In the biochemistry book I'm reading (Box 10-1, Lehninger Principles of Biochemistry), an example is given in whales of how spermaceti (a wax located in the whale head), when at sea level is a liquid, and allows the whale to float due to its buoyancy.
As the whale dives deeper, the wax turns into a solid (due to the colder temperatures), and hence this more dense wax is less buoyant and prevents the whale from floating back up due to the greater density of the seawater at these depths.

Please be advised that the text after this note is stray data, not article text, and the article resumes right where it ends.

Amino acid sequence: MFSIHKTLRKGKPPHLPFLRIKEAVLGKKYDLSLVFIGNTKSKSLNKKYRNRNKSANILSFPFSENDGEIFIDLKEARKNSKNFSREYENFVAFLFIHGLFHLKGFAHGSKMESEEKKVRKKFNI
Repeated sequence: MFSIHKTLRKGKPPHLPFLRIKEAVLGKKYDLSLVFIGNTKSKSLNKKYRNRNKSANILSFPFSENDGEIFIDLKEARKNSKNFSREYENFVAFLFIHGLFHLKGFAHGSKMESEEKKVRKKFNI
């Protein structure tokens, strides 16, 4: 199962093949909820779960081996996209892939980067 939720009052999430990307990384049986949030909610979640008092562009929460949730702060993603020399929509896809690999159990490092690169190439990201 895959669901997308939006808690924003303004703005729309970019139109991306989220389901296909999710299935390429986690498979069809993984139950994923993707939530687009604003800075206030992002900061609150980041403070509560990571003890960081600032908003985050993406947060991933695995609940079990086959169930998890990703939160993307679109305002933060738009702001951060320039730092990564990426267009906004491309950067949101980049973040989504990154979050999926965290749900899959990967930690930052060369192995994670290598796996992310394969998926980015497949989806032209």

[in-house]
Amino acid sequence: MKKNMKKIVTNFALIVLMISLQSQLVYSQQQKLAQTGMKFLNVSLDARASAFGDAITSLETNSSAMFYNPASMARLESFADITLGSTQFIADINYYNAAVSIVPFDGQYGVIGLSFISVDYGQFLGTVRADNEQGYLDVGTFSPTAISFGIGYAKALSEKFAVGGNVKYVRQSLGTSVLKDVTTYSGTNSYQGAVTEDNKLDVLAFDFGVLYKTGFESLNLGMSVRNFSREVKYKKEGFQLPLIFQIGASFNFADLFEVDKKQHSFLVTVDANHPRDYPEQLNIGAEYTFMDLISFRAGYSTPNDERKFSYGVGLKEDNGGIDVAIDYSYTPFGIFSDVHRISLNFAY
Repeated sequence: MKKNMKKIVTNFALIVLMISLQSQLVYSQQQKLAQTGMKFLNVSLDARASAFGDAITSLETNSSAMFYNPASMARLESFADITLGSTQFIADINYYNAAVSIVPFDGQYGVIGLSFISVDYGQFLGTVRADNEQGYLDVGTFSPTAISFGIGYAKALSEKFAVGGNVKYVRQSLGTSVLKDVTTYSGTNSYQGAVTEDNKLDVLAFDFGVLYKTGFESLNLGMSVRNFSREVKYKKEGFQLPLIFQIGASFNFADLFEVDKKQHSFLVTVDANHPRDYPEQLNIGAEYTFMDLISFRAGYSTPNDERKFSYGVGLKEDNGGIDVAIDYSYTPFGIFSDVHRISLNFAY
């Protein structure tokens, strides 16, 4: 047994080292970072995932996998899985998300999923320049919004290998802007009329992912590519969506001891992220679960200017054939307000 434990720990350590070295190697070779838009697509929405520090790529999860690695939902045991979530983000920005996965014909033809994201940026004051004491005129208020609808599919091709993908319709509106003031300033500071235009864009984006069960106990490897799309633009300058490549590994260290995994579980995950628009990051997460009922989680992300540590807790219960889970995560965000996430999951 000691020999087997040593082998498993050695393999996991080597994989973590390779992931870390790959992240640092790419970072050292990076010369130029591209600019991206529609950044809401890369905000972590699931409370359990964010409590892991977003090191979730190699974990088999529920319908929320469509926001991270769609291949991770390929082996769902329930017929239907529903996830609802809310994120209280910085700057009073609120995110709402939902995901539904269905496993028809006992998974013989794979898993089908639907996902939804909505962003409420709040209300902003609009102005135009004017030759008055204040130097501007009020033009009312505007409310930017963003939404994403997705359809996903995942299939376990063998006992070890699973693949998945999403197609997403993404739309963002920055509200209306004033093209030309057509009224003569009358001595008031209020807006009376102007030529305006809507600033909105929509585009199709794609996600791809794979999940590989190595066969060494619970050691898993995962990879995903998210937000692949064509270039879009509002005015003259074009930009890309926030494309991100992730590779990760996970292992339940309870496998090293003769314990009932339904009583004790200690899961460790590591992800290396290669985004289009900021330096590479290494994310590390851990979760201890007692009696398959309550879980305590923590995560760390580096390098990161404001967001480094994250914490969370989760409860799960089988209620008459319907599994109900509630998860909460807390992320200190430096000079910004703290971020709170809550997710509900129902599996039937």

My limited understanding is that density effects buoyancy in so far as that the weight of the object displaces an equivalent weight of water. If the quantity of the water displaced is small enough that the surface area of the object isn't completely submerged, it can float.
Now with the whale example, considering the wax is fully enclosed by the head, how would this change in local density effect the buoyancy of the whale as a whole? The weight of the wax still remains the same (in so far as the example used in the book), the only thing that changes is its density inside the whale.
So with a constant weight, and only a variable local density enclosed by an object (the head) and limited to these conditions only (as this is all the example in the book uses), how is this possible?